The discovery of Maddie Clifton's body in 1998 sent shockwaves through the Jacksonville community.
Now, the mother of the young man who admitted to killing his playmate seven years ago wants a new trial for her son.
Convicted murderer Joshua Phillips has a new lawyer who is pushing for a new trial.
Phillips is now 21 years old and serving a life sentence with no chance of parole for the murder of 8-year-old Maddie Clifton.
Phillips' mother, Melissa Phillips, continues to deal with what happened in her home seven years ago.
On Wednesday, Melissa Phillips was at the Duval County Courthouse to help push for a new trial for her son.
Despite everything that happened she said she is still fighting for Joshua Phillips.
"It's all about love. I love my son, that will never change," Melissa Phillips said.
The Phillips family wants a new trial, claiming that Joshua's defense attorney did a poor job during the murder trial.
"I trust that the right things will happen at the right time. I have that faith, and that mindset that that's the way it will be, and God's time is not my time," Melissa Phillips said.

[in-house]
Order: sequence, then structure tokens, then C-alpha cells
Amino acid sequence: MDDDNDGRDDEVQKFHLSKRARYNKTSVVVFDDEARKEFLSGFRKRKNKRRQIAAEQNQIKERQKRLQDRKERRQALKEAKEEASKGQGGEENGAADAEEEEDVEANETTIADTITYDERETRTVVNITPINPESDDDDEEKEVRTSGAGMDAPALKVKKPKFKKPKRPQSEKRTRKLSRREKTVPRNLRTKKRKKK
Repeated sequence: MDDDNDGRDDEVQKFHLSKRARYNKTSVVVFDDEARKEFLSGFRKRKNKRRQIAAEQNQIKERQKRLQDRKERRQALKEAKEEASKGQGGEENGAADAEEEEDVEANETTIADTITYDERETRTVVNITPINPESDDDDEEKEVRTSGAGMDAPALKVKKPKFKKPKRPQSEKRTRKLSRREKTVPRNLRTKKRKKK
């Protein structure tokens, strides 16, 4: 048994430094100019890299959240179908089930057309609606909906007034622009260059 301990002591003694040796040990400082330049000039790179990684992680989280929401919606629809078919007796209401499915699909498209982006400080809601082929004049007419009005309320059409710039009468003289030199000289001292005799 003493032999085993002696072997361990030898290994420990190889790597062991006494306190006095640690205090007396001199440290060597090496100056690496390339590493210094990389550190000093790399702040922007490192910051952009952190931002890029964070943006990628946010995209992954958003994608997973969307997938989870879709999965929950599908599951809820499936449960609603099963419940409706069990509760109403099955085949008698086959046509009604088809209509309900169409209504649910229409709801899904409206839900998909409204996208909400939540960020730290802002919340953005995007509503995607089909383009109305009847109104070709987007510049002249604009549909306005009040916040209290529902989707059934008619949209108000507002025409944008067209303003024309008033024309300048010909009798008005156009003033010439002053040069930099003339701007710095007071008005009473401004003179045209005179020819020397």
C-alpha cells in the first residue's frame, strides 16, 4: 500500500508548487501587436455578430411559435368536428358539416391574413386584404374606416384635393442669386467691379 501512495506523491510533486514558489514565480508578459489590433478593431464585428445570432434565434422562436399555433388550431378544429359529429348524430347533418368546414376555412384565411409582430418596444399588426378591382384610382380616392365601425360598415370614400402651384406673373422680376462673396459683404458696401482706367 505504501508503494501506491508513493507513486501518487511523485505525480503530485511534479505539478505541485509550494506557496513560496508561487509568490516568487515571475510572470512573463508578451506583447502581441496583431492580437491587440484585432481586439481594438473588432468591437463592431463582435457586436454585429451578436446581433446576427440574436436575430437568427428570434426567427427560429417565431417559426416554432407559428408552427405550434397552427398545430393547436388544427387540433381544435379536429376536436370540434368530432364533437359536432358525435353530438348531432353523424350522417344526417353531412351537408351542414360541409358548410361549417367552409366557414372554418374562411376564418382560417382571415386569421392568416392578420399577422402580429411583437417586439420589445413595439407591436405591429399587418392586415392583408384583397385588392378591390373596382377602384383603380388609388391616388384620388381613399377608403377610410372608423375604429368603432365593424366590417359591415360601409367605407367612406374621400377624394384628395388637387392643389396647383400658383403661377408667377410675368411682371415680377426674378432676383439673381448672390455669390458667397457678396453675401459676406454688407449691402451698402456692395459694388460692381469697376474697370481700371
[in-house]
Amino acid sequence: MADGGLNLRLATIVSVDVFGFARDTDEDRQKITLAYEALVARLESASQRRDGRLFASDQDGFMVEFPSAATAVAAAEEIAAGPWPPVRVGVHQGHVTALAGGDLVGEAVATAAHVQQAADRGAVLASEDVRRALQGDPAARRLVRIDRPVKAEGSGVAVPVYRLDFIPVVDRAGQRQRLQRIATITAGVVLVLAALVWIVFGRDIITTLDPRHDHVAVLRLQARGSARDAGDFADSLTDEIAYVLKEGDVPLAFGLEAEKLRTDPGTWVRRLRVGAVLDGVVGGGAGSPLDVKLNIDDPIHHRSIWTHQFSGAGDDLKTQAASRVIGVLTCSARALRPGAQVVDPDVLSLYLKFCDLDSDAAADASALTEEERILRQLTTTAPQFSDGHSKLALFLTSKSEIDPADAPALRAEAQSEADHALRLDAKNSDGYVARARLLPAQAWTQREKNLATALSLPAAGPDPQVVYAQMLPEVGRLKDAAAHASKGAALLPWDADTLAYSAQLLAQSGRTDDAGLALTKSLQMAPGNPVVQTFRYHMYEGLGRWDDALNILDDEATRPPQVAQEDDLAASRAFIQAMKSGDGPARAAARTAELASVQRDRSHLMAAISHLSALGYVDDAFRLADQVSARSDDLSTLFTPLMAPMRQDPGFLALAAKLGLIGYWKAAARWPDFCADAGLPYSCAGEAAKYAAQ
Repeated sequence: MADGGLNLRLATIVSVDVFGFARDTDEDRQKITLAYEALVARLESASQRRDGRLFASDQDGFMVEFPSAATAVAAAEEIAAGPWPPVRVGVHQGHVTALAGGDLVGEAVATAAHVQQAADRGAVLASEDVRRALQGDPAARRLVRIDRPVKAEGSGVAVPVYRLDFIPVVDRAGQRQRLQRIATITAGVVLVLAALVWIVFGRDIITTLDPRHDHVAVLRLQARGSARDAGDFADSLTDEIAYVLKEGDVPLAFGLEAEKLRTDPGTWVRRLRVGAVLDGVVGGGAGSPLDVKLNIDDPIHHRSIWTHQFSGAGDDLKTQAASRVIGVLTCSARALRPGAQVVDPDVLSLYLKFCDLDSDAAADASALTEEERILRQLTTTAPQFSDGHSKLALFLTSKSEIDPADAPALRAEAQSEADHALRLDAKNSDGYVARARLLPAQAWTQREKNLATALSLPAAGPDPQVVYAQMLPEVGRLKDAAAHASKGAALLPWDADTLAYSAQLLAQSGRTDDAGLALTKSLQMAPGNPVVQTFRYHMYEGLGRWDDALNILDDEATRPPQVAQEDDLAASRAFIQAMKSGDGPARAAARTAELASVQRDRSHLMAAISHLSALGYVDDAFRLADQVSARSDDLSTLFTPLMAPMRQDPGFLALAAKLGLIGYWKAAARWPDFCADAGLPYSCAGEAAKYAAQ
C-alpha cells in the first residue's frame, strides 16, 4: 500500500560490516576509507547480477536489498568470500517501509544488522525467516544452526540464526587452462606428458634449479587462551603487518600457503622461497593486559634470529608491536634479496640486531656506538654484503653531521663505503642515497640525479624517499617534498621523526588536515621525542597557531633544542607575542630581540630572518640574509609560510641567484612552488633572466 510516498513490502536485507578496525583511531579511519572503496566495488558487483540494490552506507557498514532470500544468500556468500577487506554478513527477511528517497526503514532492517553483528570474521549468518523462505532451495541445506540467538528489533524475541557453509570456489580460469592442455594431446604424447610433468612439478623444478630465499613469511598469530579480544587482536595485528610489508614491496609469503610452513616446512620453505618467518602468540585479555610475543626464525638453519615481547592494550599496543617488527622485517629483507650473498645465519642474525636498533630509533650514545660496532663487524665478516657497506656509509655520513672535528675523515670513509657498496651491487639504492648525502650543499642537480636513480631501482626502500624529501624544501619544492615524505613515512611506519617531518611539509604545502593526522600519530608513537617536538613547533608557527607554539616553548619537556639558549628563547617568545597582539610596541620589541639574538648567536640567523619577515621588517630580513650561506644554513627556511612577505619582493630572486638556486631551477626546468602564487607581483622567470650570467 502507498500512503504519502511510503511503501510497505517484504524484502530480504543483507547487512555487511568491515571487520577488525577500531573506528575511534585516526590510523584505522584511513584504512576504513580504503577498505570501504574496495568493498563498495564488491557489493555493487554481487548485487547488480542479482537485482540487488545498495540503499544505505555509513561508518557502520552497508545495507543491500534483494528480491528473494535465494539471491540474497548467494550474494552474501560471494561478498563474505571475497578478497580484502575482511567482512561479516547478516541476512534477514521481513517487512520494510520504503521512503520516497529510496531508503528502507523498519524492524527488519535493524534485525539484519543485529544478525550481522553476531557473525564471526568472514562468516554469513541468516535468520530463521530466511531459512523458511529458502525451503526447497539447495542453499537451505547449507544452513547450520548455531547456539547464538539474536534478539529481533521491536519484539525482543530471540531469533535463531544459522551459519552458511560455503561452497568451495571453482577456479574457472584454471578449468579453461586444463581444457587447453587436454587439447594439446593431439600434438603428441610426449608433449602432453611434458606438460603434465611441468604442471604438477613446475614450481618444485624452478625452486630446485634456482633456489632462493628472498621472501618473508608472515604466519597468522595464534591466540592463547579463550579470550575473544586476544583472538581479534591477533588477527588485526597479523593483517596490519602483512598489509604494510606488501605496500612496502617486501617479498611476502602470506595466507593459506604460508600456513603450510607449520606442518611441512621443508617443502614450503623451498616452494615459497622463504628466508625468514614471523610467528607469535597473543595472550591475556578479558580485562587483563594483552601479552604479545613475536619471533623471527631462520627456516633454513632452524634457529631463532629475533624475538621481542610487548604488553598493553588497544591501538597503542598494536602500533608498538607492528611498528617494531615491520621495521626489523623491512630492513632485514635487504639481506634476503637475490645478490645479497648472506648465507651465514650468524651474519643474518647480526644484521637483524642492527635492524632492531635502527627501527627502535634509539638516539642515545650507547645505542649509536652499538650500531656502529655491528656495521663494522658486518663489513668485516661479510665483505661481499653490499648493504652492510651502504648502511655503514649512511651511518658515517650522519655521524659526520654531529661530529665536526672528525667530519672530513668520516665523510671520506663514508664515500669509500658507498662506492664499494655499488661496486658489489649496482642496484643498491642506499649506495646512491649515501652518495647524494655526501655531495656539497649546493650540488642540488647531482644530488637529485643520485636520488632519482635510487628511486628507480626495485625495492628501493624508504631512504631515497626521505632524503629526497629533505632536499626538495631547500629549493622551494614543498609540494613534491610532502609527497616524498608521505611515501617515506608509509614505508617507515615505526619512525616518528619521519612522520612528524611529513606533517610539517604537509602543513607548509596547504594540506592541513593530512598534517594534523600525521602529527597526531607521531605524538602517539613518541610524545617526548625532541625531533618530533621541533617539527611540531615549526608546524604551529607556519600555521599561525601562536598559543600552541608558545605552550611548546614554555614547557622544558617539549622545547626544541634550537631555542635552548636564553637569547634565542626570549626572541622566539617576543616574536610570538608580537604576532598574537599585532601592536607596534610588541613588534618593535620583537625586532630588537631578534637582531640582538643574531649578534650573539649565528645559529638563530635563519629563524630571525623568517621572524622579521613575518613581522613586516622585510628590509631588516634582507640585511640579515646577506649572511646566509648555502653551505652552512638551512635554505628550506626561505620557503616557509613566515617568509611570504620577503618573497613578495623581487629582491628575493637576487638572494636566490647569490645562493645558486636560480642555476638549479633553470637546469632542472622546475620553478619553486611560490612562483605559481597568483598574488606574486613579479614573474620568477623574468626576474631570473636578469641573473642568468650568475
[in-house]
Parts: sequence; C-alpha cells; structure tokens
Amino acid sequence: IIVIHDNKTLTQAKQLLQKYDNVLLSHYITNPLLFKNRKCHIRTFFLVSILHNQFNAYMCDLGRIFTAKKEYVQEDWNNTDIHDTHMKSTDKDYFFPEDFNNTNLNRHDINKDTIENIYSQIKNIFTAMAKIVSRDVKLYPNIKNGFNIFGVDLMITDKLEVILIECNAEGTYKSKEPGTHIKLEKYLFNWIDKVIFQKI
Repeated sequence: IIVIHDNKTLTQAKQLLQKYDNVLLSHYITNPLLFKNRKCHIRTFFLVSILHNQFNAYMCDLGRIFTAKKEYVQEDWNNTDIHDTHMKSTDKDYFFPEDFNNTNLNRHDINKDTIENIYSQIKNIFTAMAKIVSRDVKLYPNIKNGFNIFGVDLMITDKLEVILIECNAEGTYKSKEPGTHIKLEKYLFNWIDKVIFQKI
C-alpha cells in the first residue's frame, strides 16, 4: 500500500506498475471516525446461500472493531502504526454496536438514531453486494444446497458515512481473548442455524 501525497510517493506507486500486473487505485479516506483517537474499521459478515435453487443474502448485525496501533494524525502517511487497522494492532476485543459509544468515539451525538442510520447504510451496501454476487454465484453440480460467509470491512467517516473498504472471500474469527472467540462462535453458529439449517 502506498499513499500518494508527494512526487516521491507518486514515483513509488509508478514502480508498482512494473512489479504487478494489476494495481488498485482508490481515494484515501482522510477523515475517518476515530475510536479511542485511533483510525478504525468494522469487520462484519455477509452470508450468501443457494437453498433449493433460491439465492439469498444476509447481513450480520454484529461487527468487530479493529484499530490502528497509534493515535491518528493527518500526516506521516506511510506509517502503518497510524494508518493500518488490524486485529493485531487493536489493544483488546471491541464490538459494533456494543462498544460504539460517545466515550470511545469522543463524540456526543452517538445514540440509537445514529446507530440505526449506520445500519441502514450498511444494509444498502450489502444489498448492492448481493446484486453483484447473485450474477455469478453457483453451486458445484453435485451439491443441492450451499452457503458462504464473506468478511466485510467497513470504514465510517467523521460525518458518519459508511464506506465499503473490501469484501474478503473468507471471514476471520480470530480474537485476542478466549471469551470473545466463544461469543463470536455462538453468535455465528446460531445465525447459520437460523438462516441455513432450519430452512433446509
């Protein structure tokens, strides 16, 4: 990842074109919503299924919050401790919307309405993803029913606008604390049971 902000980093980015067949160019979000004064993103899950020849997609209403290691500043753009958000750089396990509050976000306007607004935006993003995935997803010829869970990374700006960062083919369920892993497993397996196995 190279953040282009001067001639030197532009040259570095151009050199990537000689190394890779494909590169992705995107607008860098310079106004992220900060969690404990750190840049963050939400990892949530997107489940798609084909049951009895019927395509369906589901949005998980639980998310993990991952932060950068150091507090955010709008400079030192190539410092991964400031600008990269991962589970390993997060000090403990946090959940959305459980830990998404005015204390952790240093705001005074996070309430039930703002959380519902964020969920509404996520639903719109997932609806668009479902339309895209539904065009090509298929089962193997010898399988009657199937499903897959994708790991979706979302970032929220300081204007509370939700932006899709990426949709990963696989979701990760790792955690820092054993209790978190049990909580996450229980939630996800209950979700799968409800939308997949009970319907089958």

Maddie had been missing for six days before her body was found underneath Joshua's waterbed.
Joshua actually helped search for Maddie before the discovery, afterward, he said he accidentally hit her with a baseball and panicked.
While Melissa Phillips continues fighting for her son, she said what happened in her neighborhood will haunt her forever.
She was the one who actually found Maddie's body in her son's room. She said at that time she never thought that Joshua would murder; now, she still cannot believe it happened.
"He was 14 years old when this all happened. He was just a kid," Melissa Phillips said.
She says she still keeps in contact with Maddie's mother, Shelia DeLongis.
Last year during a re-trial the two consoled each other in the courtroom.
"She's a mother, she's a mom," DeLongis said.
"We have a shared sorrow, but I think as mothers we understand each other's position. I think if the situation was reversed she would be doing the same thing that I'm doing," Melissa Phillips said. "I can't change what was, I can only move forward and help my son, because he is still here and he is worth saving."
Melissa Phillips does not dispute that her son is guilty, but she is looking for a reduced sentence.